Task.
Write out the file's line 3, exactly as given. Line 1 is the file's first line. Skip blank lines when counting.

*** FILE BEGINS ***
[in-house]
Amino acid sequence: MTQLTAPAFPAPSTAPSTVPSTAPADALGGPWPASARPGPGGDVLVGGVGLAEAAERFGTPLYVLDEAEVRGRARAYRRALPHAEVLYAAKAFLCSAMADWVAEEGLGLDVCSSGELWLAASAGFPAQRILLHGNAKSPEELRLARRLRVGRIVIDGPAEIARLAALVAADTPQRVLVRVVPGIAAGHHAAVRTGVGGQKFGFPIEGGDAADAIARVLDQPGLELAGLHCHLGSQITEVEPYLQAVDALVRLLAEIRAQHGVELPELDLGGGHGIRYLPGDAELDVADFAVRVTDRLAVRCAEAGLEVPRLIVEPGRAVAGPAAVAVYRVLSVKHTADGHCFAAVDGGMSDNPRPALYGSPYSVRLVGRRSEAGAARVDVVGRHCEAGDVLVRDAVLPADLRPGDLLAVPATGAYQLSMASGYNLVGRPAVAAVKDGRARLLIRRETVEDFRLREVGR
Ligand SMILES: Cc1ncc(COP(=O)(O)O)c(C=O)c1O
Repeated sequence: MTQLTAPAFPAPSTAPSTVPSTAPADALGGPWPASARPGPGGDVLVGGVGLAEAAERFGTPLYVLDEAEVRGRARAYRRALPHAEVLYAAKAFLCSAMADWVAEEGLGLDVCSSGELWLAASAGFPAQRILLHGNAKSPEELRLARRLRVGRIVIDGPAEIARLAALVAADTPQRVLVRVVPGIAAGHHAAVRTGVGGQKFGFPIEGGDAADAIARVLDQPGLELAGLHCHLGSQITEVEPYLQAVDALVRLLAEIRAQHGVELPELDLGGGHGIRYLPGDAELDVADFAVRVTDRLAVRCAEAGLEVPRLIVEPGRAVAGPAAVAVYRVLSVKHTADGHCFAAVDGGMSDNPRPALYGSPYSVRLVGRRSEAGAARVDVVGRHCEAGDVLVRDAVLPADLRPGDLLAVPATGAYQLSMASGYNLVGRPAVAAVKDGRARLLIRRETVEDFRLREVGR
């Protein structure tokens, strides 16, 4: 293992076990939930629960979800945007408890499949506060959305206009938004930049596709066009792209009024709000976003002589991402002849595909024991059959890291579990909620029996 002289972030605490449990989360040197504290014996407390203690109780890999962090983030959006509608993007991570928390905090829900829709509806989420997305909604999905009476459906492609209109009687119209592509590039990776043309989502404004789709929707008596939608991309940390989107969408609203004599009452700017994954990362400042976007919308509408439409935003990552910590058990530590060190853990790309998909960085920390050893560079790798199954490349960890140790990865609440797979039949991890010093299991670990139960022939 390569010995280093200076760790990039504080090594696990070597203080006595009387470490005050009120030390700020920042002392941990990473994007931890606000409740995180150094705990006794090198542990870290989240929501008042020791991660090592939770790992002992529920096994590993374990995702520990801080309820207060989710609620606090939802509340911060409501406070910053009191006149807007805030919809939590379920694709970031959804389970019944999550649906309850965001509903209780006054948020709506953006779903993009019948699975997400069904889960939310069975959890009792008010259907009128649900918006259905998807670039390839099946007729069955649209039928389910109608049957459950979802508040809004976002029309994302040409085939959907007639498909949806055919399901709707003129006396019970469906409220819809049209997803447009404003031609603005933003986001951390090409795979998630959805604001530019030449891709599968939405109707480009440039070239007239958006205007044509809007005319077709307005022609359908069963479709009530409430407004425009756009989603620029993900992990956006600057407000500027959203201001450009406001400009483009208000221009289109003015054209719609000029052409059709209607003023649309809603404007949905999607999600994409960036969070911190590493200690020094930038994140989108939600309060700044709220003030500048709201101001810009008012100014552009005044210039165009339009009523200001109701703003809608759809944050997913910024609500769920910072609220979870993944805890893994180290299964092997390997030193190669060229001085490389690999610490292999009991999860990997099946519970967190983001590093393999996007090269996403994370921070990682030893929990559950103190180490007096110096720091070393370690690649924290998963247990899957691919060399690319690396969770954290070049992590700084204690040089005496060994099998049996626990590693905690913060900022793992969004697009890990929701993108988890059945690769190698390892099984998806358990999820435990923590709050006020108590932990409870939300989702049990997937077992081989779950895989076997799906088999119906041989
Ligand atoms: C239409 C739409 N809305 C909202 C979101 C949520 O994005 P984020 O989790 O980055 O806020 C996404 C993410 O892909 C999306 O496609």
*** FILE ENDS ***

Ligand SMILES: Cc1ncc(COP(=O)(O)O)c(C=O)c1O